How can I start praying again?

Dear Jon:

Something just hit me and I hope I don’t get struck down for saying this: I used to pray, something I used to do quietly on my own since I was a kid. But a year ago or so, I began questioning the purpose: If God has a plan for me and knows what I need, why barrage Him with all of these pesky DMs? But, if the purpose of prayer is more to lay our woes at His feet so they aren’t constantly zinging around our heads, then that makes more sense.

Dear friend:

I understand your thinking. I’m wrestling through some of the things that we tell people about prayer myself. What I’m pretty clear about though is that praying is more like this conversation we are having than it is like DM’d spam.

Think about our relationship, you and me. We’ve met face to face just a couple times. But we touch base through twitter pretty often. And we email several times a year. And we are both involved in a group of people who are interacting with each other at least quarterly.

Though we are able to do things for each other, particularly help each other think, the best part of our relationship is that we have a relationship. We are friends in ways that surpass the distance, that surpass the specific actions we can do for each other.

The content of the communication is often less important than the fact that we are interacting. Every touch, every exchange, deepens and enriches our understanding of each other.

I think that’s what God’s desiring as we pray. Doing stuff is part of it. Sometimes it’s handing off woes. But the bigger thing is developing a relationship between persons. With one of those persons being God.

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14 thoughts on “How can I start praying again?

  1. I struggle over prayer often myself. Recently God has been showing me that when I pray, giving my fears and worries to him, I can see how he is masterfully working in my life. Had I not prayed about these things I would probably still be focused on my fears and worries and not see God at work in them. He is so caring and loving that he brings us the most wonderful surprises at the most needed times.

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    • This is a good illustration of the relational part of the conversation we call prayer. There is perspective that comes/that we are given by stepping back and consciously engaging in conversation with God. Just like It happens to me when I talk with other people and get their counsel, when I talk with God, I get counsel.

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  2. Jon,

    Was just talking this morning about this with my wife. I don’t believe that my prayers change God’s direction but they simply keep me in tune with His will in whatever the situation being prayed about is.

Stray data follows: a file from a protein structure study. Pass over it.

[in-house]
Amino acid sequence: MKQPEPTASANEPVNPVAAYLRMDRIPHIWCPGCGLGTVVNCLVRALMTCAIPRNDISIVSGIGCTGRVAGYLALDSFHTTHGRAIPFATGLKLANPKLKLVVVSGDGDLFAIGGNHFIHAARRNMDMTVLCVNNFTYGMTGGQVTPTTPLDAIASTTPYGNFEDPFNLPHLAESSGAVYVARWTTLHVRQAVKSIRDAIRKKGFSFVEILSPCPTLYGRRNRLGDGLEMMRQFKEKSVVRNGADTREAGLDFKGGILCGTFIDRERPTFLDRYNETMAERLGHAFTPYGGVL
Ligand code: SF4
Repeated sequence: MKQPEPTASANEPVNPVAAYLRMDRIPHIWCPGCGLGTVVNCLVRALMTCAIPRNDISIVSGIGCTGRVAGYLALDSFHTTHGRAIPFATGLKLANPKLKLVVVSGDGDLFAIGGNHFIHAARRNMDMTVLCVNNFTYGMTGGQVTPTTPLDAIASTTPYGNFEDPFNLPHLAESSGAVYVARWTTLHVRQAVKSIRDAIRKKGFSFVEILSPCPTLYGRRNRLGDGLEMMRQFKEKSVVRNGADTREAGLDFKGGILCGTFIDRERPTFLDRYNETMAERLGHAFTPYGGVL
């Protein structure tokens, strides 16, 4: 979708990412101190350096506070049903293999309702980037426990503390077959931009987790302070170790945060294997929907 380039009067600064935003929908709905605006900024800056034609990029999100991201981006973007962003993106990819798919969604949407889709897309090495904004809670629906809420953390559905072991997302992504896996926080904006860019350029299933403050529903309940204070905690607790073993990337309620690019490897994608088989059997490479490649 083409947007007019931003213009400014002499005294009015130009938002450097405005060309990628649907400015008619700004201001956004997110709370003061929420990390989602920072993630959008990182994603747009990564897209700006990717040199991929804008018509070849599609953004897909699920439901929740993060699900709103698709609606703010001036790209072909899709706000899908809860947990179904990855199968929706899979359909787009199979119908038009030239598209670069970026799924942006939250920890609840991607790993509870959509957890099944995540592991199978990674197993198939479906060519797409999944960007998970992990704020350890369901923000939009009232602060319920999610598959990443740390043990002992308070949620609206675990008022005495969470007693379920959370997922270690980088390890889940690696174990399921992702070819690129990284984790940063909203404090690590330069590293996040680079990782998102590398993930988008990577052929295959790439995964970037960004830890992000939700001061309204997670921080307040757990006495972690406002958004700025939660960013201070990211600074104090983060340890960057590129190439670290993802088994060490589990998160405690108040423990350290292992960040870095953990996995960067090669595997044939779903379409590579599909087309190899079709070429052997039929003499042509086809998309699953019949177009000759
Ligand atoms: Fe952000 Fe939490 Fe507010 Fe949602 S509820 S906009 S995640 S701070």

I agree. It’s about relationship. It’s like when my daughter tries to figure out what I intend for her without us having talked. She is usually unclear and unsettled about the outcome. Now, if we had talked about whatever the circumstance or even just about how I make decisions regarding her, she gets the outcome much more clearly. She rarely changes my mind with pleading (of course God doesn’t waver but my sin makes me break from time to time) but when she is aligned with my will for her it works better.

    Anyway, thanks for tackling this difficult concept. There is so much more to discuss and I look forward to hearing from you.

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  3. Another way of looking at it…

    Dear Jon:

    Something just hit me and I hope I don’t get struck down for saying this: I used to talk to my wife a lot… you know tell her I love her, that sort of thing. But a year ago or so, I began questioning the purpose: If my wife already knows I love her, why keep running on about it like a broken record? She’ll just get tired of hearing the same old thing. But, if the purpose of talking to my wife is to unload all the difficulties of my day, or to tell her what she’s doing wrong, then that makes more sense.

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    • I’m with you for the first half. I like the shift of context as a way of illustrating. But then I want to expand a bit.

      The unloading of difficulties isn’t the (only) purpose of talking with Nancy, but it is something that happens in the context of our relationship. It is a safe place for her to vent (and for me to vent) at the end of a day of work and life frustration. And that’s why I left that part of the my friend’s question alone. We are invited to conversation with God that way. And David’s (and other writers of the prayers we know as Psalms) spend time on the woes. And even on telling God what he should do.

      What’s interesting to me is that even if our starting place in talking with God is pointing out what’s not working, that’s acknowledging (or can be) a relationship. It’s designed to go far beyond that. We’re invited to stop talking and start listening, to be still. But I’m regularly assuring people that yelling at God isn’t usually a capital offense. In fact, often, the yelling dissolves into an understanding of a love that can withstand our fundamental humanness.

      Thanks Andrew.

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